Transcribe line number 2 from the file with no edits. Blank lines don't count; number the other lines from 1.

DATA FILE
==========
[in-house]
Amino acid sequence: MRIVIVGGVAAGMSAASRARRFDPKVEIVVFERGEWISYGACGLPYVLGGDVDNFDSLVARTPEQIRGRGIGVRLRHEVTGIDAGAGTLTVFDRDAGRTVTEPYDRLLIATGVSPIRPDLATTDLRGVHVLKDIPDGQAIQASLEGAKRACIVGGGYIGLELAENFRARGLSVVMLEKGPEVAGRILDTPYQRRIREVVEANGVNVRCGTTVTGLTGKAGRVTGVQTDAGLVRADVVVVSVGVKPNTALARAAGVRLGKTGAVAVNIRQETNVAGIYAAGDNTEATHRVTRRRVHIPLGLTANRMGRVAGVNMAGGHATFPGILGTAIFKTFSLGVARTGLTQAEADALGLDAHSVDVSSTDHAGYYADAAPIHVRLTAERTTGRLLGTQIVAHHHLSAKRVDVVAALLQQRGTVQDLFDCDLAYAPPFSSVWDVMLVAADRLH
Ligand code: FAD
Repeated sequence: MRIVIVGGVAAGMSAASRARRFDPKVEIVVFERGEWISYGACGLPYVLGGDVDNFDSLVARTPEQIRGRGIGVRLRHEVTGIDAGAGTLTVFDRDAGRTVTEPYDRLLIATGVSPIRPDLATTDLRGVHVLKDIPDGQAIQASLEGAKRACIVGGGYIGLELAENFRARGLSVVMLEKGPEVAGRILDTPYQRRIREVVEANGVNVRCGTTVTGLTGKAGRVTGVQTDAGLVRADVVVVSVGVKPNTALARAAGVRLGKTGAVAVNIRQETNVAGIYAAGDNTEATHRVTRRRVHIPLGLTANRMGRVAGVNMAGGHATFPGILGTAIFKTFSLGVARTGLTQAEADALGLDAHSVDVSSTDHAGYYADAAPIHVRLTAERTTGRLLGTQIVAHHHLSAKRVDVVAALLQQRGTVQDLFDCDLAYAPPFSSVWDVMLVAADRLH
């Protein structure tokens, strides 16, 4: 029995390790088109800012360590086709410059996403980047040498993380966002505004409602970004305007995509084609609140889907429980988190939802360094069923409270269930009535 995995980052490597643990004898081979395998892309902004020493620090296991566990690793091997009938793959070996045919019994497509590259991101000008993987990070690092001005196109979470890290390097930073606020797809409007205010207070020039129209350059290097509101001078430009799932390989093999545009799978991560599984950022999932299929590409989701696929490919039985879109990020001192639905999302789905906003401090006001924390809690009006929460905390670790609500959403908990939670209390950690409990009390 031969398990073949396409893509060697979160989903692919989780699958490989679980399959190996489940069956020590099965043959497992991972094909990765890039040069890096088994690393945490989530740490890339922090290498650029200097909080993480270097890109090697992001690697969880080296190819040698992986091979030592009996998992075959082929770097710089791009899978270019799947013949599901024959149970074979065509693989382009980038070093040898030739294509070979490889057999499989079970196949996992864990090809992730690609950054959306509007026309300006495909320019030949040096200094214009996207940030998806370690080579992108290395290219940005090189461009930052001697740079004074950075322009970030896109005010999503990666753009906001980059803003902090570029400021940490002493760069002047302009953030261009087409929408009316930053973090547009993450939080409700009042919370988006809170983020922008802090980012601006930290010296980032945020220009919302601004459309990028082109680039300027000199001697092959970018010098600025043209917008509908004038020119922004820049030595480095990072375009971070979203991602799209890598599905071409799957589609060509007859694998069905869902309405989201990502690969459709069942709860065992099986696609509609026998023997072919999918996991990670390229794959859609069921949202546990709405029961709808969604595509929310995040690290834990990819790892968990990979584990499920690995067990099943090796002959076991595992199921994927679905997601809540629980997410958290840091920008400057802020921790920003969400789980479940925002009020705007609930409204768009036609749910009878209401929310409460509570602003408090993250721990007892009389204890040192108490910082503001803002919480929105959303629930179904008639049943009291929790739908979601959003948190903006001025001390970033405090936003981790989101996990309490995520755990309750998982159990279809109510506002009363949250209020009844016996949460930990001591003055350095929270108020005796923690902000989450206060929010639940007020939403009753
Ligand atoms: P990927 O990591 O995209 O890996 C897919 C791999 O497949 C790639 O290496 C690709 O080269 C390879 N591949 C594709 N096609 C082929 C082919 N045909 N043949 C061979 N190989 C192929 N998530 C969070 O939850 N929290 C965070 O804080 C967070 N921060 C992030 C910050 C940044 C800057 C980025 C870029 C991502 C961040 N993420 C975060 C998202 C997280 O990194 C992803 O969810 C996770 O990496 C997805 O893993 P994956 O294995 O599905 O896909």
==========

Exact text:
Amino acid sequence: MRIVIVGGVAAGMSAASRARRFDPKVEIVVFERGEWISYGACGLPYVLGGDVDNFDSLVARTPEQIRGRGIGVRLRHEVTGIDAGAGTLTVFDRDAGRTVTEPYDRLLIATGVSPIRPDLATTDLRGVHVLKDIPDGQAIQASLEGAKRACIVGGGYIGLELAENFRARGLSVVMLEKGPEVAGRILDTPYQRRIREVVEANGVNVRCGTTVTGLTGKAGRVTGVQTDAGLVRADVVVVSVGVKPNTALARAAGVRLGKTGAVAVNIRQETNVAGIYAAGDNTEATHRVTRRRVHIPLGLTANRMGRVAGVNMAGGHATFPGILGTAIFKTFSLGVARTGLTQAEADALGLDAHSVDVSSTDHAGYYADAAPIHVRLTAERTTGRLLGTQIVAHHHLSAKRVDVVAALLQQRGTVQDLFDCDLAYAPPFSSVWDVMLVAADRLH